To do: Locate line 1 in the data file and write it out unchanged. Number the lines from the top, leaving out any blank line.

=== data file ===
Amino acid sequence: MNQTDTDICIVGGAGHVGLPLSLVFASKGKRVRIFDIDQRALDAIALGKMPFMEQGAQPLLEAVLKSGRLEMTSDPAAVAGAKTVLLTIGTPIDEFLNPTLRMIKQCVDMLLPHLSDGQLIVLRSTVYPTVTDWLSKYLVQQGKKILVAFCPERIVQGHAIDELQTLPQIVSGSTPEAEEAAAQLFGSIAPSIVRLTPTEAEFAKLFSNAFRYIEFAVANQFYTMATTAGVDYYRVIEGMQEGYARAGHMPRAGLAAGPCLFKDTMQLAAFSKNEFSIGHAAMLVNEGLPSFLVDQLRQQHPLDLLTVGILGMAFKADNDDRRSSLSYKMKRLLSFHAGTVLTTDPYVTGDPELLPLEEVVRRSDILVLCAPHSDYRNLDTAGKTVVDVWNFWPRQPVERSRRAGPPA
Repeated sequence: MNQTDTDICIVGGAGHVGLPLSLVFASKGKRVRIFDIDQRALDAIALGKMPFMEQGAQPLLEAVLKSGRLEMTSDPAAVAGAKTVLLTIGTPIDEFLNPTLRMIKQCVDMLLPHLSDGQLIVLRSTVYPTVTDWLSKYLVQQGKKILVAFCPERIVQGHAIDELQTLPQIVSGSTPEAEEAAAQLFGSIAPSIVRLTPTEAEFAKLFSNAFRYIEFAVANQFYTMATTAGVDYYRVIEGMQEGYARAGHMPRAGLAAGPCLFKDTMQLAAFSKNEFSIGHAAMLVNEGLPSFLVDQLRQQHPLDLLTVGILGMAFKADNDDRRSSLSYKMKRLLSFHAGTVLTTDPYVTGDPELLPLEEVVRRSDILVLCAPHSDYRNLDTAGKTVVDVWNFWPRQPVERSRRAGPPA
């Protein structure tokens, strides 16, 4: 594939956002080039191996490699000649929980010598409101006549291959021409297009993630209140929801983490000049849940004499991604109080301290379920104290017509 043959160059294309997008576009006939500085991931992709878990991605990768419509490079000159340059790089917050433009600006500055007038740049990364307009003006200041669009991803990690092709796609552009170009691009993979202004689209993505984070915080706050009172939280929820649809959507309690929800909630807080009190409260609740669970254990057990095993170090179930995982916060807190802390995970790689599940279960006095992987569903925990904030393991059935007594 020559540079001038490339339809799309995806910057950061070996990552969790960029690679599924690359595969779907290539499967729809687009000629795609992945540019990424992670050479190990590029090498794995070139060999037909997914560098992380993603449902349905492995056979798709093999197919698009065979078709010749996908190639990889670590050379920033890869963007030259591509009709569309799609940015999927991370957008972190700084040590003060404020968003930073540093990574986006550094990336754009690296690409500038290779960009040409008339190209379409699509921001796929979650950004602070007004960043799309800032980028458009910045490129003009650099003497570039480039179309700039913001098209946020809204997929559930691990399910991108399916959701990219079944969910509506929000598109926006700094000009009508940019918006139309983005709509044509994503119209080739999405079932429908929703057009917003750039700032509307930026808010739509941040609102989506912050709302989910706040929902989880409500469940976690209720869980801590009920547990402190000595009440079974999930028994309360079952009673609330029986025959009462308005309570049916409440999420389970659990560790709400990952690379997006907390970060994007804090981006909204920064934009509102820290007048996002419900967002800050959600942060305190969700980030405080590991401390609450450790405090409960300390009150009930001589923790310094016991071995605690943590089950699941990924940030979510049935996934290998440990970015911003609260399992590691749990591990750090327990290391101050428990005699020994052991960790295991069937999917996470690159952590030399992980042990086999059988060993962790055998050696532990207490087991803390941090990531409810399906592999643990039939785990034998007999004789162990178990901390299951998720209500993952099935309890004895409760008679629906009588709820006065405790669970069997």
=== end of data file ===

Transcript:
Amino acid sequence: MNQTDTDICIVGGAGHVGLPLSLVFASKGKRVRIFDIDQRALDAIALGKMPFMEQGAQPLLEAVLKSGRLEMTSDPAAVAGAKTVLLTIGTPIDEFLNPTLRMIKQCVDMLLPHLSDGQLIVLRSTVYPTVTDWLSKYLVQQGKKILVAFCPERIVQGHAIDELQTLPQIVSGSTPEAEEAAAQLFGSIAPSIVRLTPTEAEFAKLFSNAFRYIEFAVANQFYTMATTAGVDYYRVIEGMQEGYARAGHMPRAGLAAGPCLFKDTMQLAAFSKNEFSIGHAAMLVNEGLPSFLVDQLRQQHPLDLLTVGILGMAFKADNDDRRSSLSYKMKRLLSFHAGTVLTTDPYVTGDPELLPLEEVVRRSDILVLCAPHSDYRNLDTAGKTVVDVWNFWPRQPVERSRRAGPPA